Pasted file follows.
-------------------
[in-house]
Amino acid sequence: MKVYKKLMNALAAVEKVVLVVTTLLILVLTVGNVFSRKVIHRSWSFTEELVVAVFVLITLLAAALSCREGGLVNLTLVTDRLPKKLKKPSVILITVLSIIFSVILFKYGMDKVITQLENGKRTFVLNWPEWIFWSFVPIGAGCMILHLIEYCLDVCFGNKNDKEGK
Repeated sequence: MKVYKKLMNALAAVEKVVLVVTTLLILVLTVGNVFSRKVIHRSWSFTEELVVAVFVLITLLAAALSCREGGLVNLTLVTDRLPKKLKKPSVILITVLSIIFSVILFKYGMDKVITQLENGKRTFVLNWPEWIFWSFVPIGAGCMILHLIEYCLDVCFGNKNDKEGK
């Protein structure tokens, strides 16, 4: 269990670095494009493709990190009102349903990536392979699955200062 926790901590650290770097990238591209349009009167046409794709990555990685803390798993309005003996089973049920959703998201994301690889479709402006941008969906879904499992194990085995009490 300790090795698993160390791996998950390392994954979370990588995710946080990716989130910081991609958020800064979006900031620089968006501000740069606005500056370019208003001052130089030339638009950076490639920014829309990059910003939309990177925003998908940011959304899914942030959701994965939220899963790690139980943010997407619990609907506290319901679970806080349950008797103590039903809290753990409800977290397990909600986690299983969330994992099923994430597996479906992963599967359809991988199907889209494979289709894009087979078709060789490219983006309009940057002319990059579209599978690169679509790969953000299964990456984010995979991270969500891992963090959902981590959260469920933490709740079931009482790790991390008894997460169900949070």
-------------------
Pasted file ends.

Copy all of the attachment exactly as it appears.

[in-house]
Amino acid sequence: MKVYKKLMNALAAVEKVVLVVTTLLILVLTVGNVFSRKVIHRSWSFTEELVVAVFVLITLLAAALSCREGGLVNLTLVTDRLPKKLKKPSVILITVLSIIFSVILFKYGMDKVITQLENGKRTFVLNWPEWIFWSFVPIGAGCMILHLIEYCLDVCFGNKNDKEGK
Repeated sequence: MKVYKKLMNALAAVEKVVLVVTTLLILVLTVGNVFSRKVIHRSWSFTEELVVAVFVLITLLAAALSCREGGLVNLTLVTDRLPKKLKKPSVILITVLSIIFSVILFKYGMDKVITQLENGKRTFVLNWPEWIFWSFVPIGAGCMILHLIEYCLDVCFGNKNDKEGK
């Protein structure tokens, strides 16, 4: 269990670095494009493709990190009102349903990536392979699955200062 926790901590650290770097990238591209349009009167046409794709990555990685803390798993309005003996089973049920959703998201994301690889479709402006941008969906879904499992194990085995009490 300790090795698993160390791996998950390392994954979370990588995710946080990716989130910081991609958020800064979006900031620089968006501000740069606005500056370019208003001052130089030339638009950076490639920014829309990059910003939309990177925003998908940011959304899914942030959701994965939220899963790690139980943010997407619990609907506290319901679970806080349950008797103590039903809290753990409800977290397990909600986690299983969330994992099923994430597996479906992963599967359809991988199907889209494979289709894009087979078709060789490219983006309009940057002319990059579209599978690169679509790969953000299964990456984010995979991270969500891992963090959902981590959260469920933490709740079931009482790790991390008894997460169900949070």